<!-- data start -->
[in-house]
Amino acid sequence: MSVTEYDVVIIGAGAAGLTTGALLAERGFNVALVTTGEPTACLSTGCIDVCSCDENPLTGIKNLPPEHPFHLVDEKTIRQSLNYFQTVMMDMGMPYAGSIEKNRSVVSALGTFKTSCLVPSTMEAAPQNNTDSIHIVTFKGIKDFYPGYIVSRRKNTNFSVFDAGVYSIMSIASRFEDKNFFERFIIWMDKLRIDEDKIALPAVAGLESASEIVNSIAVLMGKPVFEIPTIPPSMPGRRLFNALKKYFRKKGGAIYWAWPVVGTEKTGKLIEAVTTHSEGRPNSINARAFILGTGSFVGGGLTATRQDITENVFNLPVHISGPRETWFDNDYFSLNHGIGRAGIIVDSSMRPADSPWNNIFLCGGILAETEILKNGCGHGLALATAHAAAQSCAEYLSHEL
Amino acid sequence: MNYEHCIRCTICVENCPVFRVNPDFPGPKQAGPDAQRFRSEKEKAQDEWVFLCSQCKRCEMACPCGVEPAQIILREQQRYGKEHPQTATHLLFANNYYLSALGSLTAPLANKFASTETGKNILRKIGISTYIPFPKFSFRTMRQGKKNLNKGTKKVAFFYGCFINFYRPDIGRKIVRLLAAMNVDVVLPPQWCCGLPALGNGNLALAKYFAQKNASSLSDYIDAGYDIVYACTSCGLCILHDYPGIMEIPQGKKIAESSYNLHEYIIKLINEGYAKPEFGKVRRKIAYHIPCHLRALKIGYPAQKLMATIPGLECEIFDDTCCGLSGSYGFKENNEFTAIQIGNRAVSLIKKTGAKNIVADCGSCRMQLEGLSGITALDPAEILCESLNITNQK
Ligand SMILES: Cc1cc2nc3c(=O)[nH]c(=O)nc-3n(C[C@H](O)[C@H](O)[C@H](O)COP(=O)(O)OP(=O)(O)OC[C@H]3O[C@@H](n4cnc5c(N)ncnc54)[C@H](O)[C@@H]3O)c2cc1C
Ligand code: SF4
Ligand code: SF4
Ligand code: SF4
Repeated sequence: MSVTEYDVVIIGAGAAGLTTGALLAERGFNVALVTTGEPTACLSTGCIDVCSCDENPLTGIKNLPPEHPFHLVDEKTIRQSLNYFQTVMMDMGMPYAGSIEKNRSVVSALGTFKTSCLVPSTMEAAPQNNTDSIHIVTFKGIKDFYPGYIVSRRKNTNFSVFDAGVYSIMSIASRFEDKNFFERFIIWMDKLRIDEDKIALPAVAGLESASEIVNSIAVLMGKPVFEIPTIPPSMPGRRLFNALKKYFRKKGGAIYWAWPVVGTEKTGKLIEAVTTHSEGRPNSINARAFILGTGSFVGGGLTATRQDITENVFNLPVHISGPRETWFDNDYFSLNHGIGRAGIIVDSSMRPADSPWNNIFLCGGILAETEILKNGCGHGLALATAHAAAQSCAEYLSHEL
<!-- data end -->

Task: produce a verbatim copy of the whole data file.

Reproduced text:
[in-house]
Amino acid sequence: MSVTEYDVVIIGAGAAGLTTGALLAERGFNVALVTTGEPTACLSTGCIDVCSCDENPLTGIKNLPPEHPFHLVDEKTIRQSLNYFQTVMMDMGMPYAGSIEKNRSVVSALGTFKTSCLVPSTMEAAPQNNTDSIHIVTFKGIKDFYPGYIVSRRKNTNFSVFDAGVYSIMSIASRFEDKNFFERFIIWMDKLRIDEDKIALPAVAGLESASEIVNSIAVLMGKPVFEIPTIPPSMPGRRLFNALKKYFRKKGGAIYWAWPVVGTEKTGKLIEAVTTHSEGRPNSINARAFILGTGSFVGGGLTATRQDITENVFNLPVHISGPRETWFDNDYFSLNHGIGRAGIIVDSSMRPADSPWNNIFLCGGILAETEILKNGCGHGLALATAHAAAQSCAEYLSHEL
Amino acid sequence: MNYEHCIRCTICVENCPVFRVNPDFPGPKQAGPDAQRFRSEKEKAQDEWVFLCSQCKRCEMACPCGVEPAQIILREQQRYGKEHPQTATHLLFANNYYLSALGSLTAPLANKFASTETGKNILRKIGISTYIPFPKFSFRTMRQGKKNLNKGTKKVAFFYGCFINFYRPDIGRKIVRLLAAMNVDVVLPPQWCCGLPALGNGNLALAKYFAQKNASSLSDYIDAGYDIVYACTSCGLCILHDYPGIMEIPQGKKIAESSYNLHEYIIKLINEGYAKPEFGKVRRKIAYHIPCHLRALKIGYPAQKLMATIPGLECEIFDDTCCGLSGSYGFKENNEFTAIQIGNRAVSLIKKTGAKNIVADCGSCRMQLEGLSGITALDPAEILCESLNITNQK
Ligand SMILES: Cc1cc2nc3c(=O)[nH]c(=O)nc-3n(C[C@H](O)[C@H](O)[C@H](O)COP(=O)(O)OP(=O)(O)OC[C@H]3O[C@@H](n4cnc5c(N)ncnc54)[C@H](O)[C@@H]3O)c2cc1C
Ligand code: SF4
Ligand code: SF4
Ligand code: SF4
Repeated sequence: MSVTEYDVVIIGAGAAGLTTGALLAERGFNVALVTTGEPTACLSTGCIDVCSCDENPLTGIKNLPPEHPFHLVDEKTIRQSLNYFQTVMMDMGMPYAGSIEKNRSVVSALGTFKTSCLVPSTMEAAPQNNTDSIHIVTFKGIKDFYPGYIVSRRKNTNFSVFDAGVYSIMSIASRFEDKNFFERFIIWMDKLRIDEDKIALPAVAGLESASEIVNSIAVLMGKPVFEIPTIPPSMPGRRLFNALKKYFRKKGGAIYWAWPVVGTEKTGKLIEAVTTHSEGRPNSINARAFILGTGSFVGGGLTATRQDITENVFNLPVHISGPRETWFDNDYFSLNHGIGRAGIIVDSSMRPADSPWNNIFLCGGILAETEILKNGCGHGLALATAHAAAQSCAEYLSHEL